Experiments are being conducted in detectors and accelerators around the world to try to catch a speck of dark matter. Physicists think they've narrowed it down to three candidates—the sterile neutrino, the neutralino, and the axion—all of them incredibly hard to detect because of their near-zero interaction with normal matter.
Plus, there's the boost from building bigger and better telescopes. A major upcoming opportunity for dark matter and dark energy research is the Large Synoptic Survey Telescope, or LSST, an international endeavor. Clowe is a member of one of the science working groups.
Tentatively scheduled to begin full operations in Chile at the end of this decade, with its 3,200 megapixel camera the LSST promises to "give us images of half the sky down to depths where we can easily do gravitational lensing measurements," says Clowe. "Instead of small numbers of colliding clusters, we'll get hundreds. That will greatly help us understand what's going on."
Beyond Dark Matter
While the LSST gears up, Clowe keeps busy with an array of research projects. For example, he was part of a team that recently detected a filament of dark matter connecting two parts of a supercluster. This filament is part of a "skeleton" of dark matter threaded throughout the universe that had previously been predicted but not reliably observed.
Many of Clowe's other investigations go beyond dark matter. He has assessed star formation in the Bullet Cluster, determined the properties of galaxies that formed in the very early universe and worked to calculate the redshifts of galaxies too faint to measure using the standard method of spectroscopy.
As the head of the imaging team for the European Southern Observatory Distant Cluster Survey, he studies the structural evolution of distant galaxy clusters and their components. Thanks to gravitational lensing effects, he also uses these clusters, including the Bullet Cluster, as magnifying glasses to learn about even more distant galaxies that are too faint to detect otherwise.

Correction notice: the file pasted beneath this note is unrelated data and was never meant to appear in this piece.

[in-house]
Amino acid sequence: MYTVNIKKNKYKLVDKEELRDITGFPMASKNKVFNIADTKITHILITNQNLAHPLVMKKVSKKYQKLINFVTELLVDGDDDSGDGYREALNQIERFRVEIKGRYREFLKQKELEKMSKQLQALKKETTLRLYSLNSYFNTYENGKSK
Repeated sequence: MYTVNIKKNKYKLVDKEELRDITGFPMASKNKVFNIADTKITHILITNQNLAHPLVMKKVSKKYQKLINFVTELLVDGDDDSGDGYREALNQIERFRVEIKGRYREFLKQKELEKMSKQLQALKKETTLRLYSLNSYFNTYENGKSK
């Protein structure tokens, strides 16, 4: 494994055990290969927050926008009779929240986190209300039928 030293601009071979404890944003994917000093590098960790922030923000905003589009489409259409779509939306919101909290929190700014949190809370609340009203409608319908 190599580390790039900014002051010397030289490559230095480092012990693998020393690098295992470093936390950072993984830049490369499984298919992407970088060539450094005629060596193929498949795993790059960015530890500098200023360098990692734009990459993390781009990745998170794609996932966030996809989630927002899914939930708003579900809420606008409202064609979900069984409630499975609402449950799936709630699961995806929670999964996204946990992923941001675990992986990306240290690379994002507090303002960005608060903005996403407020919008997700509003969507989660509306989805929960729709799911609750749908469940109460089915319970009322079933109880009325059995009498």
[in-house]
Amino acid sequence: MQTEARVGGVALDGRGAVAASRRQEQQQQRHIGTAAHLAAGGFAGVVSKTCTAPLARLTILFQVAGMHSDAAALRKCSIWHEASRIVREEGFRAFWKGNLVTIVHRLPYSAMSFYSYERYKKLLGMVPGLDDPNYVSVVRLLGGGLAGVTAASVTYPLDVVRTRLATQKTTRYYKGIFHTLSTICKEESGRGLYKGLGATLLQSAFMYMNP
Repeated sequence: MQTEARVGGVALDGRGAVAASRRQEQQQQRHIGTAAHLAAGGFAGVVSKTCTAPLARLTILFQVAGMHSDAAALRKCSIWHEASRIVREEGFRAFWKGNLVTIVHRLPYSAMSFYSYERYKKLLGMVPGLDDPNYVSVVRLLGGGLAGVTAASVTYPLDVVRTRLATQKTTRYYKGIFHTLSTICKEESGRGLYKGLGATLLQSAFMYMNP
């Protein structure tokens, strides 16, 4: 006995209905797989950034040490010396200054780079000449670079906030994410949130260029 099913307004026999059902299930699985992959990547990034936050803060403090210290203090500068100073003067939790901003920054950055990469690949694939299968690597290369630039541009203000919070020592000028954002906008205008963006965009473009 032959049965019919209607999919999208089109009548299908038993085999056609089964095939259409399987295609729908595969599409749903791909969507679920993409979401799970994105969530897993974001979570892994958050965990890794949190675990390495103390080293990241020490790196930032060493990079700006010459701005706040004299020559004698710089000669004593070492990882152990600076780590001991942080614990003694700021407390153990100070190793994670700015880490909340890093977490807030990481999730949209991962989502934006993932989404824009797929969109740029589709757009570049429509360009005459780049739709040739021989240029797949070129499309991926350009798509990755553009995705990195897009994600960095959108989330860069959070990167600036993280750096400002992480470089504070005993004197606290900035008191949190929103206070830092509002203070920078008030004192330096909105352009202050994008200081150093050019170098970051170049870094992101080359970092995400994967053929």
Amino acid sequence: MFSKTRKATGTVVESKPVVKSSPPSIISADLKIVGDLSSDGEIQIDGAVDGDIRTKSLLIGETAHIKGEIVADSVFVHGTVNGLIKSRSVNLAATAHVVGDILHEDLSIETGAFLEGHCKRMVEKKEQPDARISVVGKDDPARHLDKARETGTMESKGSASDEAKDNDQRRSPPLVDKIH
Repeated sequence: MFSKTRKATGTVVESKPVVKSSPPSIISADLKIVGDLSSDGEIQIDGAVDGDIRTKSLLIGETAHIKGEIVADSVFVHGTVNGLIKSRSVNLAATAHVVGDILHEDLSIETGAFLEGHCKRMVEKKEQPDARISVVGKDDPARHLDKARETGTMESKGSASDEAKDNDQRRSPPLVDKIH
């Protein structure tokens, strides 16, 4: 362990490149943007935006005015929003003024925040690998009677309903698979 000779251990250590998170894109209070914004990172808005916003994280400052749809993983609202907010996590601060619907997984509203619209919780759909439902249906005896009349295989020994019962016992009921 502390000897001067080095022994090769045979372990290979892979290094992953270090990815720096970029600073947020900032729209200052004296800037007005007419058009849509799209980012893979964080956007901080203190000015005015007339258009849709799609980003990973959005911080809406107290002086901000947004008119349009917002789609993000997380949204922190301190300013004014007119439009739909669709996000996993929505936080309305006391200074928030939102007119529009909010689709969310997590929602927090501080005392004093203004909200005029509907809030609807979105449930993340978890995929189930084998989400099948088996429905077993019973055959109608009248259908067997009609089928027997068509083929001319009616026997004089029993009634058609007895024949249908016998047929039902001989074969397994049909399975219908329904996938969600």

Then there is the dark energy question.
"Dark matter is one of the science bogeymen in that we don't know exactly what it is. Well, for dark energy we don't even have any good ideas," says Clowe.
He wants to learn more about the nature of dark energy and gauge its behavior throughout the history of the universe by using gravitational lensing studies of very distant galaxy clusters.
He's conducting what are called photometric redshift analyses on about 90 clusters to see if he can replicate the results of similar studies done using supernovae. His technique would provide another way of estimating the expansion rate of the universe—in other words, showing that dark energy exists—without relying on the underlying assumptions the supernova studies depend on. If it works, he plans to conduct a larger-scale study with data from the LSST.
The ultimate goal of his research and of cosmology in general, Clowe says, is to fully understand things like whether and how the universe began, how structures including the Milky Way formed and what will happen to everything in the end—if there is an end. Key to attaining that knowledge is being able to pin down the values of about 10 fundamental cosmological parameters, including the expansion rate.
Whatever else he is able to achieve during his career, "I find cosmology fascinating," says Clowe. "We know so little about the universe. We're just now making the discoveries that are going to be part of every elementary school textbook, the same way that Galileo and Newton and some of the early scientists are. We have the ability to work on something fundamentally new that no one has any idea about."
This article appears in the Spring/Summer 2013 issue of Perspective magazine, which covers Ohio University research, scholarship and creative activity.